Though I consider myself a learning technologist, there are technologies that frighten me. One of those is our universal remote control for TV and assorted input devices. My younger son, who is now a full fledged geek studying computer science, likes to turn on captions on the TV in the basement where we have our treadmill. He has no problem doing so. I find the captions a distraction. Once upon a time I put in the effort and figured out how to turn them off. Do I remember how now? Of course not. Do I feel confident that I could recreate how I did it if the need arose again? Not really. It is far easier to ask my son to disable captions when he is through using the TV. Not that he remembers all that well on this sort of thing - it's not his own need to satisfy - but this certainly looks to be the easy way out. So why not make it the first line of defense?
Similarly, I'm painfully ignorant of what happens under the hood in an automobile. I know how to give a jump for a low battery, but that pretty much exhausts matters in the self-help department. I am always uncomfortable when bringing the car in for service, fearing that they will find something that costs a pretty penny to fix. As an economist, I believe much choice is in making tradeoffs and here I opt for ignorance and the occasional discomfort that comes with it. The costs of enlightenment are just too great.
Now let's get more serious and put this issue of coping into a work context. If you work in a large organization, you must come to trust what those with the right expertise recommend. But sometimes you must push back at them, because there are competing requirements that they may very well ignore when making their recommendations. You may be the only one who sees the big picture. However, you can't push back out of ignorance. That lacks credibility. So you must educate yourself well enough that you can have an intelligent conversation with the experts and have them take your concerns seriously. When I worked in the campus IT organization as the Assistant CIO for Educational Technologies, I found myself on a regular basis learning more about IT issues than I otherwise cared about. The bulk of this was related to implementing an enterprise learning management system. I really just wanted it to work. Initially, it didn't. Getting that addressed challenged much of the organization. And I learned much more about the IT side of things than I wanted to as a necessary part of the process.
Information Overload and Filtering
Survival skills nowadays require frequent blocking by a receiver of a potential message that a sender initiates. Caller ID exists for a reason and ditto for preview panes for email. Facebook may have some of its popularity because "friends" aren't trying to sell you something, at least most of the time. The issue, then is whether we filter in a mindful way or not. Most of us have learned not to respond or even read those messages promising winnings of $30,000,000, if only we make a prompt response. What if students view emails from their instructors in the same manner? I suspect that many do.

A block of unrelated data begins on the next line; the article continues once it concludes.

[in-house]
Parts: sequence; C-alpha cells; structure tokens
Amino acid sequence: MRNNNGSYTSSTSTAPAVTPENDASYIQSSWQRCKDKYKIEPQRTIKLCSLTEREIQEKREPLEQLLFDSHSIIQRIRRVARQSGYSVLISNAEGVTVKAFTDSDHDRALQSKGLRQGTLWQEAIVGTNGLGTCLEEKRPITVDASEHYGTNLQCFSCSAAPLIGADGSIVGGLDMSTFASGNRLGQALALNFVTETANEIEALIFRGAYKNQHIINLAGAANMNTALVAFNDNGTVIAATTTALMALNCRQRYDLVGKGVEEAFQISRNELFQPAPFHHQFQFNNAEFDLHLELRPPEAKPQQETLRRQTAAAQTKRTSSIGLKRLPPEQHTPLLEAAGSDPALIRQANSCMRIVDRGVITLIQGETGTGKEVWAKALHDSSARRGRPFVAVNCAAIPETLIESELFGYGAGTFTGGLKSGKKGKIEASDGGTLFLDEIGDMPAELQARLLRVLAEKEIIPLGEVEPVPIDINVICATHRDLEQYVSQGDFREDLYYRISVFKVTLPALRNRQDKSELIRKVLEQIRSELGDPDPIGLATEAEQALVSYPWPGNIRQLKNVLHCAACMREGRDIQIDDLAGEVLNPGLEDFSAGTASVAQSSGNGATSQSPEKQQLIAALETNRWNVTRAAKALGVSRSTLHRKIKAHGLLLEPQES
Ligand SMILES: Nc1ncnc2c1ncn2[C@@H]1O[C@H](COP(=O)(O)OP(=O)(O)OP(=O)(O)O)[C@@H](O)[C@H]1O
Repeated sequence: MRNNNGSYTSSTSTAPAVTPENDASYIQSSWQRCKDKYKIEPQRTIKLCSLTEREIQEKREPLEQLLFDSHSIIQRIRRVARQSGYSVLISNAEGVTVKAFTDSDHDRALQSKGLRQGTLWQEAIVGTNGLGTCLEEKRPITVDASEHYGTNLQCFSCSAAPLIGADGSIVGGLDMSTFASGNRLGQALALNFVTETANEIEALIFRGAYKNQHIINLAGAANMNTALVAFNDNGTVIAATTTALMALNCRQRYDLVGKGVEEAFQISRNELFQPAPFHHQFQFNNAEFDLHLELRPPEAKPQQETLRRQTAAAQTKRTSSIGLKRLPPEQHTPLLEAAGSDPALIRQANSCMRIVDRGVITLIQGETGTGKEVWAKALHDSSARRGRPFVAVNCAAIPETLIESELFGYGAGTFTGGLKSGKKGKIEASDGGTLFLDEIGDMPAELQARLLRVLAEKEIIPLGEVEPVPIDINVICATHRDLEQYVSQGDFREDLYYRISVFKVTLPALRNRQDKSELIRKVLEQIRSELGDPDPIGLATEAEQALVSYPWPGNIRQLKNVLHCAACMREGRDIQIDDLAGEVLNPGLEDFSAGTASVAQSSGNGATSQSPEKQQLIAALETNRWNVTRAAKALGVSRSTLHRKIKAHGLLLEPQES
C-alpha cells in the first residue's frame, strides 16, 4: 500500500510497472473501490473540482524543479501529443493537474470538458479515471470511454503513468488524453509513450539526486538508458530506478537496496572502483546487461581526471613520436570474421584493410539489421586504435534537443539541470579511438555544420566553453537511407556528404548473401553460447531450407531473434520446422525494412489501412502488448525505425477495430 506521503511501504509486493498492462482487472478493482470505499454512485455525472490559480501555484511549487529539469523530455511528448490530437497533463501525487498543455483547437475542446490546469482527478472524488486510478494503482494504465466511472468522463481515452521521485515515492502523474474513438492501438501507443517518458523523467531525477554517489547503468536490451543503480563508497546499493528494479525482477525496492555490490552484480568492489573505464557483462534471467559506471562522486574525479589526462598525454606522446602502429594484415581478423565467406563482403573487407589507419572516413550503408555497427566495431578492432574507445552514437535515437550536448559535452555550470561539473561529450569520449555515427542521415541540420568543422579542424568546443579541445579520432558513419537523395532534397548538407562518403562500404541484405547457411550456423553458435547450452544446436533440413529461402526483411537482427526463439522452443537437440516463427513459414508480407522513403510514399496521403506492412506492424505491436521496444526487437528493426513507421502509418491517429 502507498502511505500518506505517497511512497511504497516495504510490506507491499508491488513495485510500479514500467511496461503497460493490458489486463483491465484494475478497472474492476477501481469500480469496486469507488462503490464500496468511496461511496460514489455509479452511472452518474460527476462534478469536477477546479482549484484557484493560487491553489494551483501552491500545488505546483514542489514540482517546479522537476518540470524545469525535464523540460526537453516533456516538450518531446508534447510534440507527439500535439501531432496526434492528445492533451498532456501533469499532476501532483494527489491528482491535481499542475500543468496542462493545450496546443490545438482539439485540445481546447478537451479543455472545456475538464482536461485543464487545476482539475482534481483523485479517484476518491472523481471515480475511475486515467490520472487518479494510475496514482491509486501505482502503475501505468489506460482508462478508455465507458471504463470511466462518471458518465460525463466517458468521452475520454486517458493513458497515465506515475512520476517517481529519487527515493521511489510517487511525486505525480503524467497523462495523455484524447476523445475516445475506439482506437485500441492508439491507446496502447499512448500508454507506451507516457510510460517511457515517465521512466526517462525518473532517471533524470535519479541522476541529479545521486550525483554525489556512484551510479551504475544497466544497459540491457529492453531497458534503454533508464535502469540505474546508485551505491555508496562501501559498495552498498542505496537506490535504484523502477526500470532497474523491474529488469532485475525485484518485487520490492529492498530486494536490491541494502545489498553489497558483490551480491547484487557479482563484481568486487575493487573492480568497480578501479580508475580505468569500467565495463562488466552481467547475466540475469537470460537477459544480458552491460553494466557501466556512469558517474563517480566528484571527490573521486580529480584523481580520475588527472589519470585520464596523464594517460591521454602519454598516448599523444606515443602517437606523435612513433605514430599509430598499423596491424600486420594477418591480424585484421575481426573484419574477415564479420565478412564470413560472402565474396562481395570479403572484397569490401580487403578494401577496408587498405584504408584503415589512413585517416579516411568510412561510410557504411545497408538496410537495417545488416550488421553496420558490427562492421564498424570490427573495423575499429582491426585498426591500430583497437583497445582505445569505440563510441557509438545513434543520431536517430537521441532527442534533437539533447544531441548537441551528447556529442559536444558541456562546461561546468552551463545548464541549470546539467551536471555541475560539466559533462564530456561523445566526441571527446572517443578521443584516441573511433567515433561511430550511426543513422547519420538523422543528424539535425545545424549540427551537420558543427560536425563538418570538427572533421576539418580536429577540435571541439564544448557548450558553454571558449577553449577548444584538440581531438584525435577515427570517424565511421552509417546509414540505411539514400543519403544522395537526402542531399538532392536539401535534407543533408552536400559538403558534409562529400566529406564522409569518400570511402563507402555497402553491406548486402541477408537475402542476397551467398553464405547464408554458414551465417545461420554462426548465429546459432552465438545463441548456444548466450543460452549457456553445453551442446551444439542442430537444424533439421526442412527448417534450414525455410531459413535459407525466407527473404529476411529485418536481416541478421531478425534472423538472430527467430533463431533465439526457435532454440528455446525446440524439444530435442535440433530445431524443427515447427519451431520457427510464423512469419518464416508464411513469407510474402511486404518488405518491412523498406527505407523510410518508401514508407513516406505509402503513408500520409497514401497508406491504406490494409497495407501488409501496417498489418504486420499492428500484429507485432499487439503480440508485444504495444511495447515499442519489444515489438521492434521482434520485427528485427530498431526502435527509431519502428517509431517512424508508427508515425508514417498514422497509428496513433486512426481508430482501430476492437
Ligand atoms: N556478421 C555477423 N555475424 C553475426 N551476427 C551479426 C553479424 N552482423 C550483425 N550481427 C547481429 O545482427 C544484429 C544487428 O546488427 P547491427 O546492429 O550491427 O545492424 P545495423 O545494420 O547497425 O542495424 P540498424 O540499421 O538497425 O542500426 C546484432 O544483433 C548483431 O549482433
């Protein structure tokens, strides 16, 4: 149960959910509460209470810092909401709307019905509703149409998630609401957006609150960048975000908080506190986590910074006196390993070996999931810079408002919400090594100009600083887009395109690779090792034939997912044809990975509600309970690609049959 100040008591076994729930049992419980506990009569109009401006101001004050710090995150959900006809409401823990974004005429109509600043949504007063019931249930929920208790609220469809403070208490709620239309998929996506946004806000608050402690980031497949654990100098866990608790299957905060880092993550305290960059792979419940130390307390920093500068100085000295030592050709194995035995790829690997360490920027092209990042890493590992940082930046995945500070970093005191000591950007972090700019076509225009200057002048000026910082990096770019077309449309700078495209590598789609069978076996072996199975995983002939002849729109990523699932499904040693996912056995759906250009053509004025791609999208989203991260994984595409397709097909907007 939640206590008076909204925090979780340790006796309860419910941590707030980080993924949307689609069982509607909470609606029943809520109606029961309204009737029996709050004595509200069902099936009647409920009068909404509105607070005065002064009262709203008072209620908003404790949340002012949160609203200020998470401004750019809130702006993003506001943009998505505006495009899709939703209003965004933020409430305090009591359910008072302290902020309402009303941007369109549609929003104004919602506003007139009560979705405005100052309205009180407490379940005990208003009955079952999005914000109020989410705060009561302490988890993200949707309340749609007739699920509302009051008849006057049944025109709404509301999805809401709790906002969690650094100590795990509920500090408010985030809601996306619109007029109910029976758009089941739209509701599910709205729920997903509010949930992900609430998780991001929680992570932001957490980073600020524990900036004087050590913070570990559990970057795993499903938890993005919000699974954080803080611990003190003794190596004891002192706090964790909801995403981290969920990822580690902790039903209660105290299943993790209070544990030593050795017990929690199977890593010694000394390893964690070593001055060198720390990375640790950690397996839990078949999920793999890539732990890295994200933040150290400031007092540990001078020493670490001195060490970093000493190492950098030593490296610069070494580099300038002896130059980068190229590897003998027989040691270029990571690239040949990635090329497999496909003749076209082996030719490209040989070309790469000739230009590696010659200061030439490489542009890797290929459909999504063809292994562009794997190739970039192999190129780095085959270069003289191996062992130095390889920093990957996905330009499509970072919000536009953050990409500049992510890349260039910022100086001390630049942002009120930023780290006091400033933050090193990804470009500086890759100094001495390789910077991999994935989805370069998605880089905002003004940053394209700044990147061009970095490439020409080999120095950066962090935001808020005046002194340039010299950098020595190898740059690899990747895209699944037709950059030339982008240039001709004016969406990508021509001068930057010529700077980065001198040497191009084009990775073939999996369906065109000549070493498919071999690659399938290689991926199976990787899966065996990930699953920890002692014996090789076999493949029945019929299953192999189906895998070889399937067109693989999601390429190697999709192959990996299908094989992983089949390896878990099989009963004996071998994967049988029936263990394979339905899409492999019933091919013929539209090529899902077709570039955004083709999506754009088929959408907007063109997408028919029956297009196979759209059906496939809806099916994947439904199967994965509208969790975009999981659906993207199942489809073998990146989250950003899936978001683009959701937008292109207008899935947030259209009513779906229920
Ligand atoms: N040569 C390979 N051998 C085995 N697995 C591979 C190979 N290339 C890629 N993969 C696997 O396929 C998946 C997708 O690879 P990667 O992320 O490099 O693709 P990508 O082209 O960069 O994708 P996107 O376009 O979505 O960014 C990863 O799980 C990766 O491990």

Putting this all together and wrapping up
My sense is that for most of us all these issues come into play. We'd like to know where our personal boundaries lie and college might be a time to give us some inkling on that. For example, I learned pretty early on that I'm much more comfortable in academia than I am out in the real world. So I've contented myself on the service-to-others dimension to do that for students and colleagues, but not to work in a soup kitchen and feed the homeless. Others would make the opposite choice, as that would be appropriate for them. On the creativity dimension, I've found that in writing and in making online learning objects. Others will have different passions. It seems to me that each student must learn to match these needs to appropriate domains where the need can be satisfied reasonably effectively.
But we make tons of mistakes, some of which stems from a lack of self-knowledge, another part comes because our habits of mind are poor. I would have liked Bain's book more had he put additional emphasis on reading outside of what courses require, in a way to make the student aware of many different issues and happenings. I fear that many students do not do this, including the bulk of those he would consider surface learners. This then becomes self-limiting.
There is also the matter that many students are shy, particularly in communicating with the instructor. These students do a variety of things to self-protect. Bain does talk about procrastination in doing assigned work, but he omits discussing office hours and that the traditional variety are poorly attended. He also doesn't discuss the falling-off-the-horse-and-not-getting-right-back-on issue, particularly as it applies to the first semester of college. Students have greater personal freedom at college but the academics may be much harder and less nurturing than what they had in high school. They may get slammed by the first set of midterms they face, for both reasons. That may trigger a loss of confidence and confusion about sense of purpose. Surface learning may then emerge as a way to save face.
A student who read this book conscientiously but who identified himself as a surface learner might get very depressed thereafter. The mountain to climb is too high, the odds of never reaching the top too great. I prefer the title of Atul Gawande's book, Better. Best is too off putting.